Polland, Walden was told, would back a resolution of support for the bonds through the Republican Executive Committee. "He had this negotiator come talk to me about what they would need in order to do that," Walden says, "and it was some outrageous amount of money… maybe $75,000."

The funds would go for a direct-mail effort and program similar to what Polland did for GOP candidates. Polland's right-hand man was to be consultant George Hutson, whom Polland had picked for the school bond effort. Hutson has extensive connections to area religious conservatives and was campaign manager for the Christian right's John Devine in an unsuccessful attempt by the judge to win the 25th Congressional District GOP nomination.

Polland had already instituted a coordinated campaign for the party with individual candidates who were expected to contribute a set amount to the joint party effort.

In the case of the port bonds, the proposed alliance never happened. Walden says Polland couldn't deliver the executive committee support and was paranoid that he would be cheated out of the $75,000 he had demanded.

"According to Payne, Gary kept thinking I was going to screw him in getting the money," says Walden. "I told them I couldn't spend the kind of money they wanted -- I just didn't have it."

According to Walden, Payne phoned him to set up a three-way conference call with Polland. But Payne got Walden's answering machine instead. It began recording the conversation between Polland and Payne, who were unaware of the connection with Walden's line.

"He clicked off and Gary came on the line, cussing my ass out," recalls Walden. "Payne must have realized it was being recorded because he quickly said, 'Gary, let me call you right back.' "

In a written response, Polland claimed he told the port bond supporters "they would need to send key information to Republicans on the issue which they could do with our help or we could."

There was no deal. Polland's resolution of support for the port bonds died in the GOP Executive Committee, but the bond issue passed anyway. By that time, however, Polland, political soul mate Bettencourt and Hutson were on to much bigger game, the downtown basketball arena.

Last November, Pappa La Rosa's filled with a special set of election-night revelers relishing victory -- theirs -- through defeat. Polland and Bettencourt were men of the moment among the crowd at the west Houston restaurant.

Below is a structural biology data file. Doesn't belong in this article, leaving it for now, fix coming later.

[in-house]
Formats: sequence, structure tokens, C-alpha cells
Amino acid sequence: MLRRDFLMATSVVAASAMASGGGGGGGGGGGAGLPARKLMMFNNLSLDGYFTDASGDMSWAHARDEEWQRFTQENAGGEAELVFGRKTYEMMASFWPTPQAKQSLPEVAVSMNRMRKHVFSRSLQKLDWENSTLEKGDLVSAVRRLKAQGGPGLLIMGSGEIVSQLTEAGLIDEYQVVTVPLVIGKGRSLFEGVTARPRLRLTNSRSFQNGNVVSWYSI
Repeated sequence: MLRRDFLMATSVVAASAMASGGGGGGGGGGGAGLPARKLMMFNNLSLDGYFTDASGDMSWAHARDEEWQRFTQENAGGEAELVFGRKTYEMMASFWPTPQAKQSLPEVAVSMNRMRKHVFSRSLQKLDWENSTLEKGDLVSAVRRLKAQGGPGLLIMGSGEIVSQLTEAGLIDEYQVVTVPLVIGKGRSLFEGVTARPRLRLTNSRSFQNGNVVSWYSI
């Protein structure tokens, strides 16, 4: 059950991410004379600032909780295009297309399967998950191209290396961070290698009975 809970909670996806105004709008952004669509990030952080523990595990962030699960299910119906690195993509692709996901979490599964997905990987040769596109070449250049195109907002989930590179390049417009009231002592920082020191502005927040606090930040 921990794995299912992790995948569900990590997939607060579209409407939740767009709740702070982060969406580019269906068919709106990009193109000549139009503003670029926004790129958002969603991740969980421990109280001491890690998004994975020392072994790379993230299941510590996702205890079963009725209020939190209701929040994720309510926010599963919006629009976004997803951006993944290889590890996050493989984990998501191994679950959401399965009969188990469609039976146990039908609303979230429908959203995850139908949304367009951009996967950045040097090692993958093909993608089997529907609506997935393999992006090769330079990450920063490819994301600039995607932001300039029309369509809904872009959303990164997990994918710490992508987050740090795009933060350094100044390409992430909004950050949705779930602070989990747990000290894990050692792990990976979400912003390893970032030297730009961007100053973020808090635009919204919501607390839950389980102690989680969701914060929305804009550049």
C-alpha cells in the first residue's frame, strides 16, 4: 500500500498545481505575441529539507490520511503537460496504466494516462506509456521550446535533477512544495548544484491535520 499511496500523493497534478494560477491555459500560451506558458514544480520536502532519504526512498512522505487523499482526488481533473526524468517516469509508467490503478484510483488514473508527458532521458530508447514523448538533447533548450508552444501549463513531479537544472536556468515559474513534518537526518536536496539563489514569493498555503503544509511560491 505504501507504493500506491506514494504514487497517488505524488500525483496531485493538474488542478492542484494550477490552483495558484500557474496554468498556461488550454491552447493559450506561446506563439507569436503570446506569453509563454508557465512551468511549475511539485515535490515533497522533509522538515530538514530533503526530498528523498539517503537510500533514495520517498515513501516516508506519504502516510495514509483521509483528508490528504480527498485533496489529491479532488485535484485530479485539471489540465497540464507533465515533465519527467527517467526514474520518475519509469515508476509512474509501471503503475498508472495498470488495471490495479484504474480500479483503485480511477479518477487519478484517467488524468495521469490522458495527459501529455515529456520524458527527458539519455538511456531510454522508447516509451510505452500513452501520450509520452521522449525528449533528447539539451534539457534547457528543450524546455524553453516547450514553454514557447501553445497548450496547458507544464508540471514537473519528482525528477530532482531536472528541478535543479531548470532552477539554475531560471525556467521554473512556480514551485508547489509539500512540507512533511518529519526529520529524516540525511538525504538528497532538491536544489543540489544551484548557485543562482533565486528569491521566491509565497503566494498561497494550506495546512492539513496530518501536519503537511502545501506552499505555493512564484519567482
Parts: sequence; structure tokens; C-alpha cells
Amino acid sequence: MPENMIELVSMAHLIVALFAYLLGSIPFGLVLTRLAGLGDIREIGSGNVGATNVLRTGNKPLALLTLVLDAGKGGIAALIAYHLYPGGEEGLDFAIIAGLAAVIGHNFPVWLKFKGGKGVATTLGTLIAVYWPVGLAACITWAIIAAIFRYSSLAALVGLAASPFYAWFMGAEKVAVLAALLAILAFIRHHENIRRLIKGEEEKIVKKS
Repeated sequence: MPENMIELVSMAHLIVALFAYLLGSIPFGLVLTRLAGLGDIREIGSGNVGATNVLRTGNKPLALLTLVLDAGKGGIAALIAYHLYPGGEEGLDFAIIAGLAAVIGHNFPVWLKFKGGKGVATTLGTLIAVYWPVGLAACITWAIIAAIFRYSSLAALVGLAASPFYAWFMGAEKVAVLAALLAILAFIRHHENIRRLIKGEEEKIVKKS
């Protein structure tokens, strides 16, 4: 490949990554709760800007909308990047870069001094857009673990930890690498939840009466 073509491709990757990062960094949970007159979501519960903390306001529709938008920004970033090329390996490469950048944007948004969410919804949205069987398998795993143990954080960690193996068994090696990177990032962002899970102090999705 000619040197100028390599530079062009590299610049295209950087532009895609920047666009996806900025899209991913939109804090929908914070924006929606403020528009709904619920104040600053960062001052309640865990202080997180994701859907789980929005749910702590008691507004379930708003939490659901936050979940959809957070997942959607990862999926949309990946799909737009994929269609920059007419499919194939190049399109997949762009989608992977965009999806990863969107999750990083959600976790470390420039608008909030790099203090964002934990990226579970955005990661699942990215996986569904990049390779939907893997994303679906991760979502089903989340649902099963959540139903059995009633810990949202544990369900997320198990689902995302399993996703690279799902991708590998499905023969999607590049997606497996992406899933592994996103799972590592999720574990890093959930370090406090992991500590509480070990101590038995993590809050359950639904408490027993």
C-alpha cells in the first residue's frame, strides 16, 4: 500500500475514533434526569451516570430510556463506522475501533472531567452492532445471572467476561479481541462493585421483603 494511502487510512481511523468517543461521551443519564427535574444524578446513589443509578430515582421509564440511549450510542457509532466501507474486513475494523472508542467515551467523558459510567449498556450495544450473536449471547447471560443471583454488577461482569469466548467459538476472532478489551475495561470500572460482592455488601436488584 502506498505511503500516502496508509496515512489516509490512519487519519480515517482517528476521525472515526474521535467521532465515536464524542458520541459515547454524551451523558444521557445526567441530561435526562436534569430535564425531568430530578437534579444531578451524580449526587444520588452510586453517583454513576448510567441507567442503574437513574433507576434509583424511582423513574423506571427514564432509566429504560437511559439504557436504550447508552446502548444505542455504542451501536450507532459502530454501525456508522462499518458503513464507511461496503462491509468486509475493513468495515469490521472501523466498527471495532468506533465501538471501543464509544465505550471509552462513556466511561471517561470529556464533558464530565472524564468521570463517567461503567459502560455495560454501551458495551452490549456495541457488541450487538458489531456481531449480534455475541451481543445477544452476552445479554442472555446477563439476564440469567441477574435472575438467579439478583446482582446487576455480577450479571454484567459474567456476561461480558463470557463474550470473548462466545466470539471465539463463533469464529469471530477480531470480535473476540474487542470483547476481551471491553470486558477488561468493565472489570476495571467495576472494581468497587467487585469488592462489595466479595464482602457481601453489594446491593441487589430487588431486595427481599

They'd taken on Mayor Lee Brown and the downtown establishment over the referendum to provide Rockets owner Les Alexander with a new home court. And the duo and their allies had crushed arena proponents at the polls. Credit went to the GOP's organizational effort -- and a highly questionable infusion of mystery campaign cash from Polland himself.

County political chairs traditionally relied on their party bank accounts for minor expenses and to pay for their re-election campaigns. Contributions were usually minimal. Former GOP chair Lake says she used the donations to pay assorted bills; Sue Schechter, the head of the county Democratic Party, says the balance in her account usually hovers around $900.

However, that minimalism is part of the pre-Polland era of politicking. The chairman realized a very important point about such accounts: Unlike regular campaign contributors, donors to this account can remain secret. While relatively strict laws govern other political contributions, there are no laws requiring the reporting of the sources for this fund.

Bettencourt says Polland himself made the revelation about transforming it into a slush fund. During the heady victory celebration at the restaurant, Polland was remarkably unguarded as he explained his maneuver:

"Prior to the [anti-arena] PAC being formed, when people started sending money to fight the arena, they sent it to me." Polland told the contributors, "You can write a check to the Republican Party, you can wait till the PAC forms, or you can write a check to my campaign account." Polland explained that many contributors took option No. 3, which would not force them to be identified publicly.

While arena opponents used some of the names of arena campaign contributors for attack ads against the referendum, Polland's ploy allowed publicity-shy opponents of the referendum to privately contribute nearly a quarter-million dollars to Polland. He passed it on to the anti-arena political action committee without identifying the contributors.

"I never even dreamed of doing something like that," says Lake. "I wasn't trying to get that kind of money anyway. I was just trying to pay the bills." The Democrats' Schechter says Polland's activities violate the intent of state law.

"I think it's dishonest," Schechter complains. "I think it shows a lack of integrity, using the system in a way it was never meant to be."

On election night Polland refused to provide the names of the anti-arena contributors, but laughingly promised, "When this is all over, I'll send a letter to everybody who gave me money asking for permission to release. If they give me permission, I'll give it to you first."

That was before a state ethics commission lawyer opined that what Polland had really done was accept an illegal pass-through contribution, a possible Class A misdemeanor carrying a $4,000 fine and a year in jail.

State law, according to ethics commission attorney Karen Lundquist, forbids anyone to accept money from a third party with the express purpose of contributing it to a political action committee.

Then Democratic attorney Terry O'Rourke filed a complaint about the money-shuffling with the district attorney's public integrity section. According to a source in the D.A.'s office, most of the $223,000 put in Polland's account came from a single mystery donor, who signed an affidavit swearing he had given the money to Polland with no strings attached. Polland changed his story from the version on election night, and now claims the cash was donated to be used as he pleased.